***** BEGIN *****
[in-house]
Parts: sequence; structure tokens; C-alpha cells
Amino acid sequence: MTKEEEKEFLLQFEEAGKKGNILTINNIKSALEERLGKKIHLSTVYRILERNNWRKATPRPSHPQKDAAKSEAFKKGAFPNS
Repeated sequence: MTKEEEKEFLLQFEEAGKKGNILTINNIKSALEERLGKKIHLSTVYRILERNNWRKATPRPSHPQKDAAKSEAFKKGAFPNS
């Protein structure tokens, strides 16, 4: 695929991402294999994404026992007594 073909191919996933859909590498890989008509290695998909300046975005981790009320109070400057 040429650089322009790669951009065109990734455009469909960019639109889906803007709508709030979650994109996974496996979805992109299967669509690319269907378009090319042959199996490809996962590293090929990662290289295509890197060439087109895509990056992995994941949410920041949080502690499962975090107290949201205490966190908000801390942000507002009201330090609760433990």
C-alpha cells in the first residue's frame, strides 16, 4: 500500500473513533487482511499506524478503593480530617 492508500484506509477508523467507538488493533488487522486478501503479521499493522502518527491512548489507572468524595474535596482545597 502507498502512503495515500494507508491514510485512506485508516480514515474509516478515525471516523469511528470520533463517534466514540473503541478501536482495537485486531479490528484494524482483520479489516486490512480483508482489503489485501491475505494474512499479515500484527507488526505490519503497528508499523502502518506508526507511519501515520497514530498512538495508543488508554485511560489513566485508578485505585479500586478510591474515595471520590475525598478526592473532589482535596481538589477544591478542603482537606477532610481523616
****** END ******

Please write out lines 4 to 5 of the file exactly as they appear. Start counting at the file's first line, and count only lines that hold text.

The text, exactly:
Repeated sequence: MTKEEEKEFLLQFEEAGKKGNILTINNIKSALEERLGKKIHLSTVYRILERNNWRKATPRPSHPQKDAAKSEAFKKGAFPNS
């Protein structure tokens, strides 16, 4: 695929991402294999994404026992007594 073909191919996933859909590498890989008509290695998909300046975005981790009320109070400057 040429650089322009790669951009065109990734455009469909960019639109889906803007709508709030979650994109996974496996979805992109299967669509690319269907378009090319042959199996490809996962590293090929990662290289295509890197060439087109895509990056992995994941949410920041949080502690499962975090107290949201205490966190908000801390942000507002009201330090609760433990």